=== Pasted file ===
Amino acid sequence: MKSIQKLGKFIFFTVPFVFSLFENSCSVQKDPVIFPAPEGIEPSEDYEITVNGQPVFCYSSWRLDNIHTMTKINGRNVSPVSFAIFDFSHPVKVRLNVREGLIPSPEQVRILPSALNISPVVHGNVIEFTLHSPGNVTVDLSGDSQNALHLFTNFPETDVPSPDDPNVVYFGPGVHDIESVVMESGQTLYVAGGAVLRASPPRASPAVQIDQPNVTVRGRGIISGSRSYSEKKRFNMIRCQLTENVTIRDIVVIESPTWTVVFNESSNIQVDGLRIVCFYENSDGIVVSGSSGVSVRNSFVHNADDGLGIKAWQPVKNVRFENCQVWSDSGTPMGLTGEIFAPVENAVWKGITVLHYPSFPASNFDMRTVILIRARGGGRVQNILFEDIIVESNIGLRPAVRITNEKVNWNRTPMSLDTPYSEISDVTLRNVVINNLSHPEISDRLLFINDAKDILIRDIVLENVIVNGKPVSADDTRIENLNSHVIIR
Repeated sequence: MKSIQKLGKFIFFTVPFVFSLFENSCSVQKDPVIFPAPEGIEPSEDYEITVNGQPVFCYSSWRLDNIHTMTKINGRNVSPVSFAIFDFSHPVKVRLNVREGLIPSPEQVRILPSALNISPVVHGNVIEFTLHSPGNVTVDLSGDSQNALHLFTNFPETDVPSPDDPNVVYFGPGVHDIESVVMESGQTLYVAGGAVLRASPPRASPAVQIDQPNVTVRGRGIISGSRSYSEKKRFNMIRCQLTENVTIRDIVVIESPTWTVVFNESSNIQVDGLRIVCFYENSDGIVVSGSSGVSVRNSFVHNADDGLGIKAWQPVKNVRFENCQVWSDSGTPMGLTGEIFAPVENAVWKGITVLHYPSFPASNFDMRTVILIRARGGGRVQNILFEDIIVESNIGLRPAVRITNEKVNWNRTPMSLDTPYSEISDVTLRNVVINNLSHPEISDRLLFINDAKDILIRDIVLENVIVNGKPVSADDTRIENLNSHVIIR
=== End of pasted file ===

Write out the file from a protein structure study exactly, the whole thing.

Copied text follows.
Amino acid sequence: MKSIQKLGKFIFFTVPFVFSLFENSCSVQKDPVIFPAPEGIEPSEDYEITVNGQPVFCYSSWRLDNIHTMTKINGRNVSPVSFAIFDFSHPVKVRLNVREGLIPSPEQVRILPSALNISPVVHGNVIEFTLHSPGNVTVDLSGDSQNALHLFTNFPETDVPSPDDPNVVYFGPGVHDIESVVMESGQTLYVAGGAVLRASPPRASPAVQIDQPNVTVRGRGIISGSRSYSEKKRFNMIRCQLTENVTIRDIVVIESPTWTVVFNESSNIQVDGLRIVCFYENSDGIVVSGSSGVSVRNSFVHNADDGLGIKAWQPVKNVRFENCQVWSDSGTPMGLTGEIFAPVENAVWKGITVLHYPSFPASNFDMRTVILIRARGGGRVQNILFEDIIVESNIGLRPAVRITNEKVNWNRTPMSLDTPYSEISDVTLRNVVINNLSHPEISDRLLFINDAKDILIRDIVLENVIVNGKPVSADDTRIENLNSHVIIR
Repeated sequence: MKSIQKLGKFIFFTVPFVFSLFENSCSVQKDPVIFPAPEGIEPSEDYEITVNGQPVFCYSSWRLDNIHTMTKINGRNVSPVSFAIFDFSHPVKVRLNVREGLIPSPEQVRILPSALNISPVVHGNVIEFTLHSPGNVTVDLSGDSQNALHLFTNFPETDVPSPDDPNVVYFGPGVHDIESVVMESGQTLYVAGGAVLRASPPRASPAVQIDQPNVTVRGRGIISGSRSYSEKKRFNMIRCQLTENVTIRDIVVIESPTWTVVFNESSNIQVDGLRIVCFYENSDGIVVSGSSGVSVRNSFVHNADDGLGIKAWQPVKNVRFENCQVWSDSGTPMGLTGEIFAPVENAVWKGITVLHYPSFPASNFDMRTVILIRARGGGRVQNILFEDIIVESNIGLRPAVRITNEKVNWNRTPMSLDTPYSEISDVTLRNVVINNLSHPEISDRLLFINDAKDILIRDIVLENVIVNGKPVSADDTRIENLNSHVIIR